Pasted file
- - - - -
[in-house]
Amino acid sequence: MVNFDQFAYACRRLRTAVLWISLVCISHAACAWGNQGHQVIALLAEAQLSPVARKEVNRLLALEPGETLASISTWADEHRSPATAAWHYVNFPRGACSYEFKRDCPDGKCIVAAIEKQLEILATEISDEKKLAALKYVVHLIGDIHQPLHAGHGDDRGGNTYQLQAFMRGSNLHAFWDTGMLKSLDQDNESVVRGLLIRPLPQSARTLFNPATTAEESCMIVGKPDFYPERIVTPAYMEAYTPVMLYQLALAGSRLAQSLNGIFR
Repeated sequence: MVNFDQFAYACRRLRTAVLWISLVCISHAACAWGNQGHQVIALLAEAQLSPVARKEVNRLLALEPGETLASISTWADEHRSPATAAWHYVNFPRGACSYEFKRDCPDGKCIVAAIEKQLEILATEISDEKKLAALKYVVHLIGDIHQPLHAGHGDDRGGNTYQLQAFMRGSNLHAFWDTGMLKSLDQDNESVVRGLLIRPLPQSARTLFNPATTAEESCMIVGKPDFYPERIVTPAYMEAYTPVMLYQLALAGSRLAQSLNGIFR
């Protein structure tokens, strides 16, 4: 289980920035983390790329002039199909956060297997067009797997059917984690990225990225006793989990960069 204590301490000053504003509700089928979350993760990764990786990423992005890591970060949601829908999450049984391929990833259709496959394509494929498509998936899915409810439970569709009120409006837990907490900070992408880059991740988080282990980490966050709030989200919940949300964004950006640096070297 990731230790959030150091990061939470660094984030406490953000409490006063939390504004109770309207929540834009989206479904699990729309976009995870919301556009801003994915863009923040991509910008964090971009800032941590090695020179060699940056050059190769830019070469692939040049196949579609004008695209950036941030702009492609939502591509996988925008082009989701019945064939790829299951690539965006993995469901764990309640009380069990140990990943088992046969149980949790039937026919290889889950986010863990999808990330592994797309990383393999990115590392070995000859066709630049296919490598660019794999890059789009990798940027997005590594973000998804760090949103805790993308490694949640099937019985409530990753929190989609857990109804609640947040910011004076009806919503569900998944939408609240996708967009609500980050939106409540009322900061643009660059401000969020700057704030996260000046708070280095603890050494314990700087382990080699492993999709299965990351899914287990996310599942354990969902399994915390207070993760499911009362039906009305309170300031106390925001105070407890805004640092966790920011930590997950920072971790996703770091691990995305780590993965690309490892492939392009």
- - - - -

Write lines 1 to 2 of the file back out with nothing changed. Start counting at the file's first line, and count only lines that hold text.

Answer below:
[in-house]
Amino acid sequence: MVNFDQFAYACRRLRTAVLWISLVCISHAACAWGNQGHQVIALLAEAQLSPVARKEVNRLLALEPGETLASISTWADEHRSPATAAWHYVNFPRGACSYEFKRDCPDGKCIVAAIEKQLEILATEISDEKKLAALKYVVHLIGDIHQPLHAGHGDDRGGNTYQLQAFMRGSNLHAFWDTGMLKSLDQDNESVVRGLLIRPLPQSARTLFNPATTAEESCMIVGKPDFYPERIVTPAYMEAYTPVMLYQLALAGSRLAQSLNGIFR